Myanmar will refuse entry to members of a United Nations investigation focusing on allegations of killings, rape and torture by security forces against Rohingya Muslims, an official said on Friday.
The government, led by Nobel laureate Aung San Suu Kyi, had already said it would not cooperate with a mission set up after a human rights council resolution was adopted in March.
“If they are going to send someone with regards to the fact-finding mission, then there’s no reason for us to let them come,” said Kyaw Zeya, permanent secretary at the ministry of foreign affairs in the capital, Naypyidaw, on Friday.
“Our missions worldwide are advised accordingly,” he said, explaining that visas to enter Myanmar would not be issued to the mission’s appointees or staff, Reuters reported.
Aung San Suu Kyi, who came to power last year amid a transition from military rule, leads Myanmar through the specially created position of “state counsellor”, but is also minister of foreign affairs.
Although she does not oversee the military, Aung San Suu Kyi has been criticized for failing to stand up for the more than 1 million stateless Rohingya Muslims in the western state of Rakhine.
She said during a trip to Sweden this month the UN mission “would have created greater hostility between the different communities”. The majority in Rakhine are ethnic Rakhine Buddhists who, like many in Buddhist-majority Myanmar, see the Rohingya as illegal immigrants from Bangladesh.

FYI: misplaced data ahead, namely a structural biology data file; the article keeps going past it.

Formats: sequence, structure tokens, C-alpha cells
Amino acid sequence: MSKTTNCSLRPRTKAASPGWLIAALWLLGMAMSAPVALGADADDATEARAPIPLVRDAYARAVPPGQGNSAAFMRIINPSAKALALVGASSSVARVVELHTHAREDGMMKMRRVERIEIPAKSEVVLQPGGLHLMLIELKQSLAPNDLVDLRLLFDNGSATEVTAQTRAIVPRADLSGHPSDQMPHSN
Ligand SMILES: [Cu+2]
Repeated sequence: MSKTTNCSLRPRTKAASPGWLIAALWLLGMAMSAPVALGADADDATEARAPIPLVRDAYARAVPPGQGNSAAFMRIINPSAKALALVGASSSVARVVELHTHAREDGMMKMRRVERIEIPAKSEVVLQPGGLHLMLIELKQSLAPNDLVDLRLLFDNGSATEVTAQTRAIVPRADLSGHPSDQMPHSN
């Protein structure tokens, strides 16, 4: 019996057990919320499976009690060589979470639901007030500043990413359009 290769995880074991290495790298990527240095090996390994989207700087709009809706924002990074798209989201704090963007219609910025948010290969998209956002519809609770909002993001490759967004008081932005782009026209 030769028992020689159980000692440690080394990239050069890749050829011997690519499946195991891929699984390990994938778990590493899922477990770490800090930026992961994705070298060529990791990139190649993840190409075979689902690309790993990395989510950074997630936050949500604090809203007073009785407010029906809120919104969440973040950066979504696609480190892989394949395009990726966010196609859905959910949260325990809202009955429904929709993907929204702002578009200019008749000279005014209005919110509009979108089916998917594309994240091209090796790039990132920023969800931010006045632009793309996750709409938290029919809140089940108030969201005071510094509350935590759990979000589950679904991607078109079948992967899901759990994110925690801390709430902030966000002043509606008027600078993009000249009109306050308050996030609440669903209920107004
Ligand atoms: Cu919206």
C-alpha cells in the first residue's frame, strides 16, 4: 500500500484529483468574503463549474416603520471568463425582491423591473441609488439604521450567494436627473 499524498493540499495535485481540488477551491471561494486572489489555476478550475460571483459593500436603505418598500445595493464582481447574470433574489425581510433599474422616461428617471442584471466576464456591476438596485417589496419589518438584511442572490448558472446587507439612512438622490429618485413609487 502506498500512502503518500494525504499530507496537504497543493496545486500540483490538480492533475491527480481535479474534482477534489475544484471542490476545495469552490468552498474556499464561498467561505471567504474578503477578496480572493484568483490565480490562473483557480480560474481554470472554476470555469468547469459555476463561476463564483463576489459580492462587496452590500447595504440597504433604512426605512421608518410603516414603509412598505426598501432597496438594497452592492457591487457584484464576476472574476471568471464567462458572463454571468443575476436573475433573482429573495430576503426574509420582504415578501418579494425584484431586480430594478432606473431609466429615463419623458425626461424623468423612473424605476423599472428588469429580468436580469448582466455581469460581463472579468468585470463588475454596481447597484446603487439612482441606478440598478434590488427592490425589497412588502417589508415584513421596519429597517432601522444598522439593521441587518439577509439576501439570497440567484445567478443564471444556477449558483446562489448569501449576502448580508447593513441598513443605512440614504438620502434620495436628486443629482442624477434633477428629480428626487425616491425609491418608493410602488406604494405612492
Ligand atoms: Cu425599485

Some 75,000 Rohingya fled northwestern Rakhine state to Bangladesh late last year after the Myanmar army carried out a security operation in response to attacks by Rohingya insurgents that killed nine border police.
A UN report in February, based on interviews with some of the Rohingya refugees, said the response involved mass killings and gang rapes of Rohingya, and “very likely” amounted to crimes against humanity and possibly ethnic cleansing.
Myanmar, along with neighbors China and India, dissociated itself from the March resolution brought by the European Union, which called for a mission to look into the allegations in Rakhine as well as reports of abuses in ethnic conflicts in the north of the country.